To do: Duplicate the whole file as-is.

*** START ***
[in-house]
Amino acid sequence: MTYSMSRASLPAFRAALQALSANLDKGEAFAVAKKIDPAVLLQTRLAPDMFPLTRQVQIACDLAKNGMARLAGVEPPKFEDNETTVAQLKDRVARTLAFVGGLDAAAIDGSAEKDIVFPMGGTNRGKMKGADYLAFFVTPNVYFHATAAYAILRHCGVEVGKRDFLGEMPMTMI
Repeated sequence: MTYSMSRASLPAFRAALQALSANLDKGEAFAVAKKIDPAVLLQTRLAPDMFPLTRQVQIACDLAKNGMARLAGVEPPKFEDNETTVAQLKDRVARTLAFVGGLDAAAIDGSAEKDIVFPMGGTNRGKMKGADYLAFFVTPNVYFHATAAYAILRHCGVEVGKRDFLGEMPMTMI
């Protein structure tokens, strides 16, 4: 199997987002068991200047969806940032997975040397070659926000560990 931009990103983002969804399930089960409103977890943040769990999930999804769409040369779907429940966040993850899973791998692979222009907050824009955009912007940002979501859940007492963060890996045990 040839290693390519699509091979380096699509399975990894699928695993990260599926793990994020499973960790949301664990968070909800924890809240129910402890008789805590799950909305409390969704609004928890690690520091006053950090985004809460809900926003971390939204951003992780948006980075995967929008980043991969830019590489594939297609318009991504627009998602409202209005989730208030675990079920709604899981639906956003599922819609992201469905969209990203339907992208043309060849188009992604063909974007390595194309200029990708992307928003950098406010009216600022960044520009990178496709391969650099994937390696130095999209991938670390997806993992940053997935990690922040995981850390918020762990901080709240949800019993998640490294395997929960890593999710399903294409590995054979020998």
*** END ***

[in-house]
Amino acid sequence: MTYSMSRASLPAFRAALQALSANLDKGEAFAVAKKIDPAVLLQTRLAPDMFPLTRQVQIACDLAKNGMARLAGVEPPKFEDNETTVAQLKDRVARTLAFVGGLDAAAIDGSAEKDIVFPMGGTNRGKMKGADYLAFFVTPNVYFHATAAYAILRHCGVEVGKRDFLGEMPMTMI
Repeated sequence: MTYSMSRASLPAFRAALQALSANLDKGEAFAVAKKIDPAVLLQTRLAPDMFPLTRQVQIACDLAKNGMARLAGVEPPKFEDNETTVAQLKDRVARTLAFVGGLDAAAIDGSAEKDIVFPMGGTNRGKMKGADYLAFFVTPNVYFHATAAYAILRHCGVEVGKRDFLGEMPMTMI
């Protein structure tokens, strides 16, 4: 199997987002068991200047969806940032997975040397070659926000560990 931009990103983002969804399930089960409103977890943040769990999930999804769409040369779907429940966040993850899973791998692979222009907050824009955009912007940002979501859940007492963060890996045990 040839290693390519699509091979380096699509399975990894699928695993990260599926793990994020499973960790949301664990968070909800924890809240129910402890008789805590799950909305409390969704609004928890690690520091006053950090985004809460809900926003971390939204951003992780948006980075995967929008980043991969830019590489594939297609318009991504627009998602409202209005989730208030675990079920709604899981639906956003599922819609992201469905969209990203339907992208043309060849188009992604063909974007390595194309200029990708992307928003950098406010009216600022960044520009990178496709391969650099994937390696130095999209991938670390997806993992940053997935990690922040995981850390918020762990901080709240949800019993998640490294395997929960890593999710399903294409590995054979020998």